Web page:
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Video Must Be Embraced By Every Police Officer

Video Must Be Embraced By Every Police Officer

A Wisconsin woman withdrew her complaint Tuesday against the Greendale (WI) police department after a police investigation showed that her racial profiling accusation was a lie.

Katherine Torres alleged that a police officer had pulled her over and asked for her social security card and citizenship status before requesting a license and insurance. A Tuesday police statement revealed video evidence that the police officer, Sgt. Michael Karczewski, had asked Torres and seven others for their social security numbers, but not their citizenship statuses.

Torres withdrew her complaint after she found out there was video evidence of the stop which is exactly why police across the country should embrace this technology.

Unlike what some may want others to believe, law enforcement is one of the most professional, customer service oriented professions on the planet.

How do I know that?

Well, unlike those that want to tell you otherwise, I’ve actually been in the profession for a couple of decades but I also know what every other cop knows.  Police have to be customer service oriented to be successful.

There is a unique skill that good cops have that when they write tickets, citizens thank them or when they show up on someone’s worse day of their life, the police officer can calm the situation while simultaneously providing comfort to those in need.

While the profession is not perfect and any imperfection will undoubtedly show up on the nightly news, million of citizen contacts occur each week in this country with overwhelmingly rave reviews.

I would put the customer service that law enforcement provides above any other profession. Except of course Chick-Fil-A.  No one and I mean no one can beat them but I keep trying as I greet every violator with the words, “my pleasure.”

About The Author

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Travis Yates is a writer and editor at Law Officer. His Seminars in Risk Management & Officer Safety have been taught across the United States & Canada. Major Yates has a Master of Science Degree in Criminal Justice and is a graduate of the FBI National Academy. He is the Director of Training for SAFETAC Training.

  • michael

    Now is the time for the Police Department to file a criminal complaint against the operator for filing a “False Report to a Law Enforcement Agency.”. Then the Fraternal Order of Police, the bargaining arm for the officer, should initiate a civil action against the operator for, placing the officer’s job in jeopardy and slandering his reputation. Showing videos of traffic stops and other encounters that prove the subject is lying mustbe met withmore than “Oh Well, we proved we did nothing wrong. No harm. No foul”. That is not working.

  • Barbara Ray-Velazquez

    I know you think you understand what you thought I said but I’m not sure you realize that what you heard is not what I meant’

  • Barbara Ray-Velazquez

    So what really happened is that the officer asked for social security to confirm identity and she ASSUMED, because her last name was Torres, that it had something to do with immigration, then put the officer’s request and her assumption together as if it were fact. I have found that many people think like this….it is neither rational or logical.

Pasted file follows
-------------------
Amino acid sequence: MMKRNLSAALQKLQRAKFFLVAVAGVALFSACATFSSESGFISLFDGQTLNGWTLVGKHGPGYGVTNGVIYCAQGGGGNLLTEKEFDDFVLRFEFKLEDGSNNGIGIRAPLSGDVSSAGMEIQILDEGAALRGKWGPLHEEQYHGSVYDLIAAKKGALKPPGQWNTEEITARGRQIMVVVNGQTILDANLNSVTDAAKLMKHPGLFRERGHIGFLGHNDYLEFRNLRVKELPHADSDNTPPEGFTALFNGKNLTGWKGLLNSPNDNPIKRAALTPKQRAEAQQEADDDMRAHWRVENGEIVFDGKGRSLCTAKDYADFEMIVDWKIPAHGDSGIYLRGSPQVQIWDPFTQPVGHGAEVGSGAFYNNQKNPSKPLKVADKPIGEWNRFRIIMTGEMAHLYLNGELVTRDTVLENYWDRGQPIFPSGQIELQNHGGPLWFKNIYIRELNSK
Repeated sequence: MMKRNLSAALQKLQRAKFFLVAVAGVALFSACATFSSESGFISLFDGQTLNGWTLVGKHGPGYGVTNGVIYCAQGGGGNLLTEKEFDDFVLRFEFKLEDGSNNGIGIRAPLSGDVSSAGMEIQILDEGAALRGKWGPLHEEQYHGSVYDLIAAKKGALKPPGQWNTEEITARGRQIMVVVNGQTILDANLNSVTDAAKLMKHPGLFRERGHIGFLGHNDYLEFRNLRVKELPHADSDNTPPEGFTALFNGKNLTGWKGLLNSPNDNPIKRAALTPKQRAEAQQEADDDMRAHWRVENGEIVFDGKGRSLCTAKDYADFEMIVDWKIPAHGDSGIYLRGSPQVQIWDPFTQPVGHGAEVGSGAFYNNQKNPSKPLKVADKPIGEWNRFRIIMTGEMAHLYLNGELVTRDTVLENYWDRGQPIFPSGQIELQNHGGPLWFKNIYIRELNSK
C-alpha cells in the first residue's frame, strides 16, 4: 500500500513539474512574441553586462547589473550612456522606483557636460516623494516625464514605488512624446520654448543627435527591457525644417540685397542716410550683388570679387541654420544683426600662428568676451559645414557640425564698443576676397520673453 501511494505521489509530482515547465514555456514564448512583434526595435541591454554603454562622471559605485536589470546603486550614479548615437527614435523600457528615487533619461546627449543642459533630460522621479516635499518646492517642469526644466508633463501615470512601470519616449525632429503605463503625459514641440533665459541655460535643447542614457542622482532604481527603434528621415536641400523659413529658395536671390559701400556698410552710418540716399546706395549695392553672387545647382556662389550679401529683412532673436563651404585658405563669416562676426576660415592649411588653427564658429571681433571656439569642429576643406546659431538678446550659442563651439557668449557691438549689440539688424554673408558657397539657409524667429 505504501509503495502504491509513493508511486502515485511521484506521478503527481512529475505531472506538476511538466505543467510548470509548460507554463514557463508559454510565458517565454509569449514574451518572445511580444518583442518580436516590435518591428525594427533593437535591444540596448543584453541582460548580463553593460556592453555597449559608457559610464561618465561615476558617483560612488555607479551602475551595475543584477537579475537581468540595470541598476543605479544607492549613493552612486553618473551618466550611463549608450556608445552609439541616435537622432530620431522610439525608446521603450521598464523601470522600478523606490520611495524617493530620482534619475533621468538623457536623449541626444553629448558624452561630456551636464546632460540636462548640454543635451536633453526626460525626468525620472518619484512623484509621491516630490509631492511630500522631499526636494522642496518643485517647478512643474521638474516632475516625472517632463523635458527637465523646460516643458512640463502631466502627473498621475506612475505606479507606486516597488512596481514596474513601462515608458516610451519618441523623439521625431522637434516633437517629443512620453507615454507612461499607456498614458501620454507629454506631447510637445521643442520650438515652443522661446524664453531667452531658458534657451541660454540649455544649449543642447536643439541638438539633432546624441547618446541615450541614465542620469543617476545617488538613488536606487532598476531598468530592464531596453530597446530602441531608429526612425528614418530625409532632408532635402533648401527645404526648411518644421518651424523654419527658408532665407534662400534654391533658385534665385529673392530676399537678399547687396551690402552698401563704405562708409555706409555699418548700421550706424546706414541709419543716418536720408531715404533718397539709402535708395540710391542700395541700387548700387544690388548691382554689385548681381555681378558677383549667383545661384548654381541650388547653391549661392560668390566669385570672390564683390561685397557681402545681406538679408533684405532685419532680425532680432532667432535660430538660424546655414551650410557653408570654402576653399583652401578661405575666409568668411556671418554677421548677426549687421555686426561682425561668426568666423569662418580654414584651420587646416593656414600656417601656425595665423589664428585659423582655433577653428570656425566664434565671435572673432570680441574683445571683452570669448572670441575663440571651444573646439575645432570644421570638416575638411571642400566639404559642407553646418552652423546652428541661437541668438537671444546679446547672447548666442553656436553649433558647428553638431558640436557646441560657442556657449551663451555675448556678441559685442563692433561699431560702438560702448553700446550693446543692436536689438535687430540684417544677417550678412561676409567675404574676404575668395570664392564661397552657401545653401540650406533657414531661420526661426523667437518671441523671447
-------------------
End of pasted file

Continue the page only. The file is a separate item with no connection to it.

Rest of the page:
• Doctor Midnite

    AND a chicken sandwich?

  • LegalBeagle

    Actually, a vehicle stop for traffic enforcement is analytically a Terry encounter. There is ample case law to that effect. What purpose that information serves for this officer under the circumstances is not known to me, but I do know that there is information showing SSNs by state/county of birth, which can be used to confirm parts of the information provided to the officer. I’ve used; not often, but I’ve done it for exactly that kind of reason.

    I concur w/ Mr. Fivey too on the prosecution. and have advocated such for a long time. As to the value of recording, yeah, sometimes. The squad car cameras are more likely worthwhile than the body cams in my view. They have a broader view, and for many officers, these contacts are the most common and at least sometimes thus the most common source of false allegations like this.

    Body cams are a different problem, in that the lens view is often too “fish eye” to show all or even most or a significant portion of what the officer perceived, such as in a use of force situation. It’s not a trivial problem. Another huge problem, at least in some states such as the one in which I work (as an LE legal advisor among other duties) is that the total cost of storing, protecting, retaining, producing for public records requests is staggering. A large agency in this state has them, in part because of a consent decree resulting from fabricated allegations by DOJ (my shocked face, see it?) and spends a ton of money to deal with those issues. Even with technically savvy staff who are very experienced and also familiar with our public records law, the process of redaction and production is really slow, 10-12 minutes per minute of released video. 20 minute incident times 6 officers, a scenario that has happened and will continue to, is a lot of work and cost.

  • LAHeat

    Agree with Fivey. Some state laws alow for that. Then there is always a civil lawsuit by the officer. Just wondering, though, why is a LEO asking for their SS numbers? It’s a T stop? Not an investigative contact/stop.

    • Ruffian31

      I’ve asked for SSN’s if a subject doesn’t have any identification on them. Helps confirm or deny who they are.

  • Samuel Fivey

    Can that department or the sergeant pursue a prosecution against the complainant? With the amount of video out there, knowingly false complaints need to be prosecuted where possible.

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